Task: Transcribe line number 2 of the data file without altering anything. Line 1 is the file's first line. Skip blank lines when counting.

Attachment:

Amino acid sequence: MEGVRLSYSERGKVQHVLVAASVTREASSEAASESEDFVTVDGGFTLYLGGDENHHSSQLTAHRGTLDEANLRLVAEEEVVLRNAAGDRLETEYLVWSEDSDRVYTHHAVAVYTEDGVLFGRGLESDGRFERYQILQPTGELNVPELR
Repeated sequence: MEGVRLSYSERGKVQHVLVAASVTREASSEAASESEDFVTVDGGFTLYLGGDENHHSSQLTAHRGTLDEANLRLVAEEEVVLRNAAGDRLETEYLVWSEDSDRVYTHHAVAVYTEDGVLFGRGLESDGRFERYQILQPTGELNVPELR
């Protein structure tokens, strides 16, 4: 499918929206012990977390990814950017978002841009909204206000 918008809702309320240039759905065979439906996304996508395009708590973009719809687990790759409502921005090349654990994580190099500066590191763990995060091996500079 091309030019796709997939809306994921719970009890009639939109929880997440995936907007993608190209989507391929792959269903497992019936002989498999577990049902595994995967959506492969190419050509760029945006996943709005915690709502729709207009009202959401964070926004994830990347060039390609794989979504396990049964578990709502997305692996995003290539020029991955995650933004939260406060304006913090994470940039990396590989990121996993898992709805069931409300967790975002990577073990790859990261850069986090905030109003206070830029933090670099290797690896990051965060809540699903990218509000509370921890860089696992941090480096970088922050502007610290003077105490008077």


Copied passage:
Repeated sequence: MEGVRLSYSERGKVQHVLVAASVTREASSEAASESEDFVTVDGGFTLYLGGDENHHSSQLTAHRGTLDEANLRLVAEEEVVLRNAAGDRLETEYLVWSEDSDRVYTHHAVAVYTEDGVLFGRGLESDGRFERYQILQPTGELNVPELR